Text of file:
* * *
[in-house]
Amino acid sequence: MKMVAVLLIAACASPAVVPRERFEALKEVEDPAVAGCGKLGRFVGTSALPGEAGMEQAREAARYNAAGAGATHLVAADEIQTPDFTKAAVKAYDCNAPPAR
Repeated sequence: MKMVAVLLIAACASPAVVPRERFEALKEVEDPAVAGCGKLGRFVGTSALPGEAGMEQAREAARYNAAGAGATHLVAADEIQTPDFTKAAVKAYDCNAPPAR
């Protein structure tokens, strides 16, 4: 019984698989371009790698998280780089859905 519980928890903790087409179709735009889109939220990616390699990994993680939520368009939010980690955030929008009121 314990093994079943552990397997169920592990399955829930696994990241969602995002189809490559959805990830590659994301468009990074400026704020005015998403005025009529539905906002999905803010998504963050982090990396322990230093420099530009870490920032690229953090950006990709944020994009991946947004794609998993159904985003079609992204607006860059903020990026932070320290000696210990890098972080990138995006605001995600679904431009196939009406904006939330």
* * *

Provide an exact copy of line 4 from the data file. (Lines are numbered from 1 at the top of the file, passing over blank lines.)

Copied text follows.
């Protein structure tokens, strides 16, 4: 019984698989371009790698998280780089859905 519980928890903790087409179709735009889109939220990616390699990994993680939520368009939010980690955030929008009121 314990093994079943552990397997169920592990399955829930696994990241969602995002189809490559959805990830590659994301468009990074400026704020005015998403005025009529539905906002999905803010998504963050982090990396322990230093420099530009870490920032690229953090950006990709944020994009991946947004794609998993159904985003079609992204607006860059903020990026932070320290000696210990890098972080990138995006605001995600679904431009196939009406904006939330």